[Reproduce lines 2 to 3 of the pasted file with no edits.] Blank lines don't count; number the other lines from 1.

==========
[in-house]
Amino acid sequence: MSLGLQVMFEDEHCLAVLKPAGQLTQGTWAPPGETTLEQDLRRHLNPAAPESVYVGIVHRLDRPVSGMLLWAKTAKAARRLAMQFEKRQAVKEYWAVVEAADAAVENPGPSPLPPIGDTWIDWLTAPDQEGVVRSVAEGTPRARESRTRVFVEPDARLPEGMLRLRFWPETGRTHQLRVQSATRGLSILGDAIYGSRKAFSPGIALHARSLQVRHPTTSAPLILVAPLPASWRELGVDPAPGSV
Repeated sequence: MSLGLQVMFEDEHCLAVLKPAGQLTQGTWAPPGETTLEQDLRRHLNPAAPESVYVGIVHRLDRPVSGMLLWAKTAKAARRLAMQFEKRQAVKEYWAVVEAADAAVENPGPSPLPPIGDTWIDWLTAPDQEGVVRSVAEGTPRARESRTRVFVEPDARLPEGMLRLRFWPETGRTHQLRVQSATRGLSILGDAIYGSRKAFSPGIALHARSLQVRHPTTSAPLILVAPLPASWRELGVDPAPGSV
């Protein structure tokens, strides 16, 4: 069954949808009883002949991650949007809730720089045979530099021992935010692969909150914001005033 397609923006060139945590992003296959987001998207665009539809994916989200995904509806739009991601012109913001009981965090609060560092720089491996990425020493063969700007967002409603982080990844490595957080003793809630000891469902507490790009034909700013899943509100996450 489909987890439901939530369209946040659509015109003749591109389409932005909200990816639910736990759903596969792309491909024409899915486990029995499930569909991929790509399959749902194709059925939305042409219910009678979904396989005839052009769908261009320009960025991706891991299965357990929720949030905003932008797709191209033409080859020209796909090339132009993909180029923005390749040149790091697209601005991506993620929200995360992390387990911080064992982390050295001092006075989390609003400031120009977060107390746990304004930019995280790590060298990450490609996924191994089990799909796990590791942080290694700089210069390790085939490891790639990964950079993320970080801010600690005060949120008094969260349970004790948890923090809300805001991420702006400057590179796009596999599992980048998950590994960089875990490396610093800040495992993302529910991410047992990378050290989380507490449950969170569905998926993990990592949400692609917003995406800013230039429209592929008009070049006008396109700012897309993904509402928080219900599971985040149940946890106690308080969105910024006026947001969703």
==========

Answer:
Amino acid sequence: MSLGLQVMFEDEHCLAVLKPAGQLTQGTWAPPGETTLEQDLRRHLNPAAPESVYVGIVHRLDRPVSGMLLWAKTAKAARRLAMQFEKRQAVKEYWAVVEAADAAVENPGPSPLPPIGDTWIDWLTAPDQEGVVRSVAEGTPRARESRTRVFVEPDARLPEGMLRLRFWPETGRTHQLRVQSATRGLSILGDAIYGSRKAFSPGIALHARSLQVRHPTTSAPLILVAPLPASWRELGVDPAPGSV
Repeated sequence: MSLGLQVMFEDEHCLAVLKPAGQLTQGTWAPPGETTLEQDLRRHLNPAAPESVYVGIVHRLDRPVSGMLLWAKTAKAARRLAMQFEKRQAVKEYWAVVEAADAAVENPGPSPLPPIGDTWIDWLTAPDQEGVVRSVAEGTPRARESRTRVFVEPDARLPEGMLRLRFWPETGRTHQLRVQSATRGLSILGDAIYGSRKAFSPGIALHARSLQVRHPTTSAPLILVAPLPASWRELGVDPAPGSV